Review #80: ‘Tweaky Village’ by Kevin Killian
The tweaky village is not only the Castro where “you become a numb /gnome” but wherever neoliberal globalism has got its clutches, and as Kevin Killian sometimes sees it, the only way out “is a complete return to irony and Marxism, and both of them failed in the first place because they could not withstand the homosexual . . . Kylie Minogue, “Get Outta My Way” (2010), waving her hands at the wrists on the beat, scorn face, as if to say, fuck you, I’m off to another world that doesn’t have your stupid scrotum in it. It wasn’t only the war, it was action neglected, sectarian malice, a faith that did not allow for labor. So I fucked him / that’s how hot he is.” The outrage (and fun!) throughout this collection is off the Billboard charts. Hollywood and Hegemony bed down together to create a cultural love child of Warholian proportions: “I’m high up on a tightrope and I’ve got to get to you // Kylie whispering this song and then deciding, to leave it off her album, // All her best songs saved as B-sides or just leaked onto the internet, where they live on as fan favorites, where a life of their own ennobles them, where they creep into Duane Reade needing something mundane as scotch tape, shoppers start to shriek in excited whispers, à la David Cronenberg’s Scanners.” Joseph Brodsky wanted poetry to be sold at the head of supermarket checkout aisles all across America where National Enquirers are sold. In the wee hours, I too would give a fan-fucked shriek to find this book cello-wrapped at the nearest Kum & Go.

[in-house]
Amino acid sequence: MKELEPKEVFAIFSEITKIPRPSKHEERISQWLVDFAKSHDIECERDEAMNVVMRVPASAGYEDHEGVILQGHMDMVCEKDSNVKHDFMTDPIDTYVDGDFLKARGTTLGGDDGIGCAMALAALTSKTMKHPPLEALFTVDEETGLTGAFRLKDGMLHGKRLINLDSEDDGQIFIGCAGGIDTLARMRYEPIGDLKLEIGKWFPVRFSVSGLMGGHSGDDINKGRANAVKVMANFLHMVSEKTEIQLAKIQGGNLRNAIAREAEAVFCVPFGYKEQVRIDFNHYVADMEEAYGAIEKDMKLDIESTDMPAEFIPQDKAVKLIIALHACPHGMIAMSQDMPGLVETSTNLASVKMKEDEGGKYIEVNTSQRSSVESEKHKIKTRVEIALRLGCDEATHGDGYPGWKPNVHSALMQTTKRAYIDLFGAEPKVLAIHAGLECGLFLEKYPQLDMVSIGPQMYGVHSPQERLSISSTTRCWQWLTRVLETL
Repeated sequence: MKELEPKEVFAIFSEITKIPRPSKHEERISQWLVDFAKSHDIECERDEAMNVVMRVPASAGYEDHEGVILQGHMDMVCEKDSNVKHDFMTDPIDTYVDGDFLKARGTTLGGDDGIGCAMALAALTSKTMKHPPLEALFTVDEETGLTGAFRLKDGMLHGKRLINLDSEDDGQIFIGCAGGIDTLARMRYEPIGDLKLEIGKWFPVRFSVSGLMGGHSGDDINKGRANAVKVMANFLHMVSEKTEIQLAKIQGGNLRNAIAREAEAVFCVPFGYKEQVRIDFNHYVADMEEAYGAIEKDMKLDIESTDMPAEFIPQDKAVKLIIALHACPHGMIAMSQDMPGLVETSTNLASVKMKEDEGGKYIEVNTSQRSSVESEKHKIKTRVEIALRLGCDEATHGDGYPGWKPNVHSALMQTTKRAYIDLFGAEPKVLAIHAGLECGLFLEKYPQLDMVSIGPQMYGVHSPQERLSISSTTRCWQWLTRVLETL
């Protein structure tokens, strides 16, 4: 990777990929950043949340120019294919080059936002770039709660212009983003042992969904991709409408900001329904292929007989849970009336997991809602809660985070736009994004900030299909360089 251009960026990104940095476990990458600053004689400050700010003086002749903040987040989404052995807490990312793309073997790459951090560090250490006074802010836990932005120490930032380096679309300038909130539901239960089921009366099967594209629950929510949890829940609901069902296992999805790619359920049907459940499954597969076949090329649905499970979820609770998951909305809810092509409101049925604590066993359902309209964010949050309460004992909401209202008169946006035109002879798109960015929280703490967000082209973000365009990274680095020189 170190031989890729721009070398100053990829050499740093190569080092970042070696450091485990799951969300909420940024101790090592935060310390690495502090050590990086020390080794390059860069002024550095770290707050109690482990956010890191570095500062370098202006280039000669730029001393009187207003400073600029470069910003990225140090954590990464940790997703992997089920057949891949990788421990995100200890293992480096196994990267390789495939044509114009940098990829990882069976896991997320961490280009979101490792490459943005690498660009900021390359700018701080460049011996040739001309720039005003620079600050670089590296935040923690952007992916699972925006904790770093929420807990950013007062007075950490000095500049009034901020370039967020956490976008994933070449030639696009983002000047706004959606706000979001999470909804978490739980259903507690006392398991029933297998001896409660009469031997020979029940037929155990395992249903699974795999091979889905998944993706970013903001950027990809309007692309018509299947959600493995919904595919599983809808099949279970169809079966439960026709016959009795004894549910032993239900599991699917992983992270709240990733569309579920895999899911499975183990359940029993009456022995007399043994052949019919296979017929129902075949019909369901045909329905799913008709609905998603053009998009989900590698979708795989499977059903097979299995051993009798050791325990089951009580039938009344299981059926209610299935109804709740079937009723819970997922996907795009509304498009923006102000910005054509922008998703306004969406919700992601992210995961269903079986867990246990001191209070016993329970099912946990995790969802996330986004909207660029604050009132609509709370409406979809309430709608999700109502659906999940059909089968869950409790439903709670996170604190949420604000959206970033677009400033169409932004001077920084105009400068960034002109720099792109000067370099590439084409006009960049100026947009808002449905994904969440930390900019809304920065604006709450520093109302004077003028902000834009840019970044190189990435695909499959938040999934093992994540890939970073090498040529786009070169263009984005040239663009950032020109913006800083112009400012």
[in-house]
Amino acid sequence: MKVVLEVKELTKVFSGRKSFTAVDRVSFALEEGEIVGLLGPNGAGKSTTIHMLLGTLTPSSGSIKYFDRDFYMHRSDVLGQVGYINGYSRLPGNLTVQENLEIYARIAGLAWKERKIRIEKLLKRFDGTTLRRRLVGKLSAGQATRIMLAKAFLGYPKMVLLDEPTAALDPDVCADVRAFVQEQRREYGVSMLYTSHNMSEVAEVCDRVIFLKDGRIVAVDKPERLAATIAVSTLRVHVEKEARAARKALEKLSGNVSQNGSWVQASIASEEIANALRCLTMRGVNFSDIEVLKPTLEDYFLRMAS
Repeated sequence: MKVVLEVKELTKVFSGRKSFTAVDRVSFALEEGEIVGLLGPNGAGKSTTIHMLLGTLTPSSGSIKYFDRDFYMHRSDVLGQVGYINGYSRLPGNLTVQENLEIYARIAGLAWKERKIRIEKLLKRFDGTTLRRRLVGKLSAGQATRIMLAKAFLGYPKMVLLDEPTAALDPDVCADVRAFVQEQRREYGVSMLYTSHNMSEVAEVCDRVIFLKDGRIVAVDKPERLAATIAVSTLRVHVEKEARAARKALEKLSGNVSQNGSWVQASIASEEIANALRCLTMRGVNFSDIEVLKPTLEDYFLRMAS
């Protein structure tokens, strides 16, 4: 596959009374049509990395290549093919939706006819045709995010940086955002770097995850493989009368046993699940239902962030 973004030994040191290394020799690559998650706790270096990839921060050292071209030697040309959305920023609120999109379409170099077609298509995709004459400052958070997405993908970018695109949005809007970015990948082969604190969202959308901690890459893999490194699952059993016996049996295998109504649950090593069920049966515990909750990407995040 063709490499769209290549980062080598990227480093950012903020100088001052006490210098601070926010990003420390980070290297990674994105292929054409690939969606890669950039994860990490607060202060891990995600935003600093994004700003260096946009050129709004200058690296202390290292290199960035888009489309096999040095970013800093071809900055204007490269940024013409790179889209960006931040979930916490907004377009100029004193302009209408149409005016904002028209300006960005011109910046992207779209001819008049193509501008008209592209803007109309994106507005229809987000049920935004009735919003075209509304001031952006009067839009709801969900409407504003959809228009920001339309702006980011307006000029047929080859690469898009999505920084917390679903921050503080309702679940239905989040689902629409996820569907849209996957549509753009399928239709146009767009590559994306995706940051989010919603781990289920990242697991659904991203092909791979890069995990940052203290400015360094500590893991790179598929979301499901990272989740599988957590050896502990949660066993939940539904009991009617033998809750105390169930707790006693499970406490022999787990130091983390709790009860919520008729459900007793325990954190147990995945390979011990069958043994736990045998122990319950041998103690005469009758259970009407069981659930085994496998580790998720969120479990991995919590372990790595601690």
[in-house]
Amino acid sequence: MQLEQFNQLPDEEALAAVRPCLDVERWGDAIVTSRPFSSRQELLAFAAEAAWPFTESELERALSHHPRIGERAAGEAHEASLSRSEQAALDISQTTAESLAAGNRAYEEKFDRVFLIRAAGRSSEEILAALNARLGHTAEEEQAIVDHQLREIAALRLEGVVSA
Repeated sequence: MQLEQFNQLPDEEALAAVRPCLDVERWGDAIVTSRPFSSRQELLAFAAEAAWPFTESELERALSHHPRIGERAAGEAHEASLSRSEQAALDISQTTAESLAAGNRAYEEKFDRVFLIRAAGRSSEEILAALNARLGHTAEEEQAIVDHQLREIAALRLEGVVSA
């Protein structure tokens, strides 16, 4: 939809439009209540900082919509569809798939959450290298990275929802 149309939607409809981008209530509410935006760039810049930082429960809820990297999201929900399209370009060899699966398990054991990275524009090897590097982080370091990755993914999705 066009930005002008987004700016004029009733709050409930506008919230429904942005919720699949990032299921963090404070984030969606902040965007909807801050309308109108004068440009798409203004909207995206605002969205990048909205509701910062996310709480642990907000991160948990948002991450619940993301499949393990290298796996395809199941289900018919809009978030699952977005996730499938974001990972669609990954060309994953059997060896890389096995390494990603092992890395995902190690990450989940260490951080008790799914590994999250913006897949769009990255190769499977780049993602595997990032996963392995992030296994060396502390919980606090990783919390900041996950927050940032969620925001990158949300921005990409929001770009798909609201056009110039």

Disclosures: Ownership is nine-tenths the law, so whether it’s an Abraham Lincoln bio or Last Year at Marienbad or Heath Ledger or Kate Bush or just a plain-ole jizzy-jazzy ballad, Killian manages to tweak the thing to make it his very own: “For that song you should be nude or you should be / wearing a big white satin ballgown, lilacs pinned to your shoulder // or angry at the capitalist system for leaving you / near death, your joints akimbo, // on the dusty floor of house death-within-life // “At last my love has come along,”—Lynn Bari sang it in Orchestra Wives (1942) and at Obama’s inauguration Beyoncé sang it while president and first lady took tearful smiley first dance— / —at home, Etta Jones scowling, rocking, shouting out to the Lord, “That’s / my song—mine—mine, you hear me?”
Favorites: Story of Abraham; Story of Lincoln; All I See Featuring Mims; Skull with Jewels On It; Ten Years In; Repetition Island; Tightrope; Cherry Bomb/Heath Ledger; Kate Bush, “Wuthering Heights”; Nude; Nude Valentine.
Read Killian at Shampoo.